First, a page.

The introduction of Machiavellian political thought into the context of an England weakened by perceived monarchical instability – the reign of a minor and two women – opens a new chapter in the history of the English discourse of counsel. Machiavelli, in The Prince, offers a reversal of the traditional humanist model of counsel; the prince’s prudence is what determines the quality of the counsel he receives. Counsellors, given Machiavelli's pessimistic account of self-interest in The Prince, are not likely to demonstrate the civic spirit that the humanist took to be foundational to their image of the counsellor. Thus, they need to be held in suspicion, and cannot be given any real power.
Reason of state discourses see a renewed preoccupation with the divide between public and private. Even as there is an increased understanding of the need to keep state secrets, there are likewise increasing attempts to peer into hearts and minds of rulers. At the centre of this tension is the counsellor, whose position between public and private remains in contention. It is the emerging language of ‘interests’ which shows this tension most clearly. The counsellor is to advise according to the interest of the state, and not his own private interest. The more public a counsellor can be, the more likely he is to give advice in line with this state interest. Three problems emerge from this model, however. First, how can the counsellor be both secretive and public? Second, how can a private individual abandon his personal interests? And, third, a recurring issue, what if the counsellor knows the state’s interests better than the monarch: should his counsel then become command? These are the issues which come to the fore in the mid-seventeenth century, born of tensions apparent in the reason of state tradition.
In the Machiavellian literature on counsel, the distinction between private and public prudence becomes more pointed, leading to a distinction between a private sphere ruled by morality, and a public sphere in which moral flexibility, or even amoralism, is appropriate. As Machiavellian principles spread, such a view became accepted even amongst self-described anti-Machiavellians, especially in considering ‘policy’ and political deliberation. Counsellors must weigh both private and public expectations, offering advice that takes into account necessity and advantage politically but with an awareness of traditional expectations, embracing the skill of redescription when occasion, still in the tradition of kairos, calls for the employment of vice. Not only does this redefinition of prudence establish a separate sphere of morality (or lack thereof) for politics, it also introduces a language of contingency and exceptionalism, which becomes associated with the counsellor. In contrast with earlier writings on the topic, in this tradition the counsellor must mitigate not the tyranny of the prince, but of fortune.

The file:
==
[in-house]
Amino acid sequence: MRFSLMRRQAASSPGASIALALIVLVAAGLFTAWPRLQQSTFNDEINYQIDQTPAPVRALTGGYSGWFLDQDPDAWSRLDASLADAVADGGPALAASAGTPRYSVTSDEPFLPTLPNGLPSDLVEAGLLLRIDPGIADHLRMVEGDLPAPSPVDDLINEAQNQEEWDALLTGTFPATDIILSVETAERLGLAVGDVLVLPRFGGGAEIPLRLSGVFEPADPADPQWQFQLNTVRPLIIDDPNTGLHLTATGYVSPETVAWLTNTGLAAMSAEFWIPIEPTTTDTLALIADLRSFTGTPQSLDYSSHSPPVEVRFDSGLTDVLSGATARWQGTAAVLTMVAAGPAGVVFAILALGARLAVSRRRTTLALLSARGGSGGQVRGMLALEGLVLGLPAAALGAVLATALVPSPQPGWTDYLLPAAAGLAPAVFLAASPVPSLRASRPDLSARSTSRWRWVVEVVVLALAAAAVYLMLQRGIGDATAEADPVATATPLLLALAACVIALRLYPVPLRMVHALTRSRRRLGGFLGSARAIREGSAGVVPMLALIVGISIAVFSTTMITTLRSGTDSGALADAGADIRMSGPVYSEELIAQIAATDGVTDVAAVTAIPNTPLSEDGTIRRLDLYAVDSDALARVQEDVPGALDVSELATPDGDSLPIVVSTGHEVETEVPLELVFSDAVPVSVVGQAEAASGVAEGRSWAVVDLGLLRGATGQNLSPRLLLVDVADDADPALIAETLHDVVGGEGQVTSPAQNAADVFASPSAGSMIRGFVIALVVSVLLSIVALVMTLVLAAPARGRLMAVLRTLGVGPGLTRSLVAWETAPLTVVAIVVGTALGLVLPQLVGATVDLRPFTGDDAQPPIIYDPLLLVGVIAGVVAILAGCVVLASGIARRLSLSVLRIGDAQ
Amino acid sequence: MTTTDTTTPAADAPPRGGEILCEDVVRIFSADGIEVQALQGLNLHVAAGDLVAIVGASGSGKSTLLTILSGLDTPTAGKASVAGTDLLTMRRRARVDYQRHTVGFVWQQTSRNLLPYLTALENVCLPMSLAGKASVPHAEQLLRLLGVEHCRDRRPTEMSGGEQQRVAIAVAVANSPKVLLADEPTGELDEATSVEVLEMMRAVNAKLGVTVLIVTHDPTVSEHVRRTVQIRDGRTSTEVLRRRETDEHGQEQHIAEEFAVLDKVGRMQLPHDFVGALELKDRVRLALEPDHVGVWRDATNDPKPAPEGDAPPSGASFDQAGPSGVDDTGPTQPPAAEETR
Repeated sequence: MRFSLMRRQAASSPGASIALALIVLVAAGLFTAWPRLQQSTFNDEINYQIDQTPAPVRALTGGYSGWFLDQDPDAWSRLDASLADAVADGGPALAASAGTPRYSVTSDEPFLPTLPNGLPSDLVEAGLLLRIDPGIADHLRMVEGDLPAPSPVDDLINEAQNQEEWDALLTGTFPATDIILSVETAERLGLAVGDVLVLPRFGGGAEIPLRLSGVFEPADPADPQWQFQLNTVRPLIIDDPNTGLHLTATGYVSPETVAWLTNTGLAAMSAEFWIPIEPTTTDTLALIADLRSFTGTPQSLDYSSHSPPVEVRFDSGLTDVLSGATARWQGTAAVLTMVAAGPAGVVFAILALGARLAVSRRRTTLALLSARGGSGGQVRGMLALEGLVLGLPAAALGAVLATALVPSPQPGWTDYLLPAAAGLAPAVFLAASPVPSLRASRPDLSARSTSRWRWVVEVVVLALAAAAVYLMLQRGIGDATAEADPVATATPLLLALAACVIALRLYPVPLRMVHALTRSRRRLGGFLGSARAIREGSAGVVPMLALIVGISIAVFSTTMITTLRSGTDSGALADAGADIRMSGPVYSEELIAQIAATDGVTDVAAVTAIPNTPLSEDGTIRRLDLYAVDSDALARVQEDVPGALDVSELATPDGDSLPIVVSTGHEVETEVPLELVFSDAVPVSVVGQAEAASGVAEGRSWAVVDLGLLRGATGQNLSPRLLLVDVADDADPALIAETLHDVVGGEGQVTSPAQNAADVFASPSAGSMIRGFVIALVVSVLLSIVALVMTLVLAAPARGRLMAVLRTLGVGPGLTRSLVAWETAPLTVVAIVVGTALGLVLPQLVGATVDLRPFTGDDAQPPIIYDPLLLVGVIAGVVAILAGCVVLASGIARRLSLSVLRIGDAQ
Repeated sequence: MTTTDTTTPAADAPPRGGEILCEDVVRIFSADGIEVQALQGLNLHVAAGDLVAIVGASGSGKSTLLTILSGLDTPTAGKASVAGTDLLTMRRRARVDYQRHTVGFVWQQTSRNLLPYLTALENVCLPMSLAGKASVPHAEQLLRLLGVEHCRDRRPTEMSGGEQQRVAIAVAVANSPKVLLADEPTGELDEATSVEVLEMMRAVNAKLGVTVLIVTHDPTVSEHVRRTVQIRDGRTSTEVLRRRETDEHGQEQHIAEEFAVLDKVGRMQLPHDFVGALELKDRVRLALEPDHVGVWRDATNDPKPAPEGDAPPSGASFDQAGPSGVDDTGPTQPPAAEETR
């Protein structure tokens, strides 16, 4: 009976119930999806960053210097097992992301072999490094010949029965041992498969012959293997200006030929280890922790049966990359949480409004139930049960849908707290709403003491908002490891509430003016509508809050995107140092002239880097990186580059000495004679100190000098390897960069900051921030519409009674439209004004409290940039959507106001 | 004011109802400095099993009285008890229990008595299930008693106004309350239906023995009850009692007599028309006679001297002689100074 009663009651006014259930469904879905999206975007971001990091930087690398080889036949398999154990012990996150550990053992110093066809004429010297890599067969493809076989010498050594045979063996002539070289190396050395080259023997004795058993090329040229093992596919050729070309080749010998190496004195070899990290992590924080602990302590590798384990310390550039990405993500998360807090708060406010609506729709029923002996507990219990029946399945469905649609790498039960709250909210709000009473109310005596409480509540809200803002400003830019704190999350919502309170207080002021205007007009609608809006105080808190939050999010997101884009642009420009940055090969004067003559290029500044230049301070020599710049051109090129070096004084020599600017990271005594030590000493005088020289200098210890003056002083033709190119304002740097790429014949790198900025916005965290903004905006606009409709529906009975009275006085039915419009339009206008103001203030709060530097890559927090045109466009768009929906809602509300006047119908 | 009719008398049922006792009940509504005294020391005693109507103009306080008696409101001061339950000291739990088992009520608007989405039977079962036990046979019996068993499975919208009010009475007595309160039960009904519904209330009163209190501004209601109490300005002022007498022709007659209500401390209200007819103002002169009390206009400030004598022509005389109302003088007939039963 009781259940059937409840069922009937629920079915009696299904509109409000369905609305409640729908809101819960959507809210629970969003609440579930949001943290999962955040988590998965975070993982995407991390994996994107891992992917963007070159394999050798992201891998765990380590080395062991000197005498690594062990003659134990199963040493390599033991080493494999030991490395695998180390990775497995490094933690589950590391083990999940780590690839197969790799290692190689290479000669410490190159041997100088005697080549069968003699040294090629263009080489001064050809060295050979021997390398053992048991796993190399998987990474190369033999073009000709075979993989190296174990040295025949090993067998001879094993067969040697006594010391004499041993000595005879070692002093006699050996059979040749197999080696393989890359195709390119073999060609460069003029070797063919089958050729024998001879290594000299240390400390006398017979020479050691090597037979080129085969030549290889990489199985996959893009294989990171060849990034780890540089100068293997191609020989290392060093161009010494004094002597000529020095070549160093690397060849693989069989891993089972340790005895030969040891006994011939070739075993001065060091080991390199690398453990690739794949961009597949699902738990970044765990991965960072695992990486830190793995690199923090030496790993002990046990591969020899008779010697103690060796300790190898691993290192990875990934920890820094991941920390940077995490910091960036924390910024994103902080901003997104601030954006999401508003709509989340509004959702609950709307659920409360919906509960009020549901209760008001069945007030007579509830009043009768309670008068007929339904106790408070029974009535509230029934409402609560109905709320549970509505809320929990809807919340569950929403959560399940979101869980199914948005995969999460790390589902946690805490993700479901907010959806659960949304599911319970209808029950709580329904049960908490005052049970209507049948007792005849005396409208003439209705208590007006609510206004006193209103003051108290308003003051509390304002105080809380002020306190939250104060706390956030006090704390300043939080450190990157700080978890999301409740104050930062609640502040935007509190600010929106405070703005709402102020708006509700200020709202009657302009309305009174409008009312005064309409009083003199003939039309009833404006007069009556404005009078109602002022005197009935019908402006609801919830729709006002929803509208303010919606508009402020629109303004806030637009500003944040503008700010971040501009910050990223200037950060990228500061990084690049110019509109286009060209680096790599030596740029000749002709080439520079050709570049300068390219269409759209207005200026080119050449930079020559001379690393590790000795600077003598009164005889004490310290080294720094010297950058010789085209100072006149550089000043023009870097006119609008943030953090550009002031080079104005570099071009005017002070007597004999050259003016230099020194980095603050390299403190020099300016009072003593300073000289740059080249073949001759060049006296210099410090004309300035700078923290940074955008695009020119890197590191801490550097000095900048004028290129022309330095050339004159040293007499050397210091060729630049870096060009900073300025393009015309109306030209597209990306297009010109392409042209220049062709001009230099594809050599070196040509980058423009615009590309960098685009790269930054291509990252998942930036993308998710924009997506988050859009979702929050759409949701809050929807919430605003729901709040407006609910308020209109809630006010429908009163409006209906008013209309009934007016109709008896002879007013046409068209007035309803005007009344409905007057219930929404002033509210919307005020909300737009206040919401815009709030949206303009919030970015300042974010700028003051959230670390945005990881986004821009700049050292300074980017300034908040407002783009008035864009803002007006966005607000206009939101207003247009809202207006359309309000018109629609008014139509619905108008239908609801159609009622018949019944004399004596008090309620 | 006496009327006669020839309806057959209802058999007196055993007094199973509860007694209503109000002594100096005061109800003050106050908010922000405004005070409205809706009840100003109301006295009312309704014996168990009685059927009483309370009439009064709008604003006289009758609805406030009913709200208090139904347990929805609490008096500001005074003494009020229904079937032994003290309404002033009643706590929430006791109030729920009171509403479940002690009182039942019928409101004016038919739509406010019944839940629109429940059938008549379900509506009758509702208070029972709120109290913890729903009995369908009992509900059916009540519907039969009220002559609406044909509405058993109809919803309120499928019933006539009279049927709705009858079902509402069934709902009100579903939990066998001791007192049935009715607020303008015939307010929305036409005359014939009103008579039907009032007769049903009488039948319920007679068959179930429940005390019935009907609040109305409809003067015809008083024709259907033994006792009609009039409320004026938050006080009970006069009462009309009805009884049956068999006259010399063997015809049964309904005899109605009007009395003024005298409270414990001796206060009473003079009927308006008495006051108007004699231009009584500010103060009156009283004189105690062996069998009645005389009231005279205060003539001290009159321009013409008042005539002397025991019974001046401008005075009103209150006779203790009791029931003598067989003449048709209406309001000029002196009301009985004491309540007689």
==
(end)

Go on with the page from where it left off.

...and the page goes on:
The events of the Henrician Reformation served to put pressure on the problem of counsel and especially on its proposed timely solution. A second generation of English humanists took on this question, thinking more deeply about what the opportune moment was and how it related to the question of frank counsel. Thomas Starkey makes this issue central to his Dialogue Between Pole and Lupset, criticizing More’s approach, though he never resolves the problem fully. It is Thomas Elyot, in his works published in 1531 and 1533, who writes at length on the issue of right-timing and counsel, like Starkey coming to a critique of the ‘silence until kairos’ strategy espoused by Erasmus and More. These writers are also directly concerned with the relationship between counsel and command. In the context of the late 1520s and 1530s, theirs is a concern that counsel does not have enough authority over command, and that it will need to be supported or bolstered in some fashion to have its proper influence.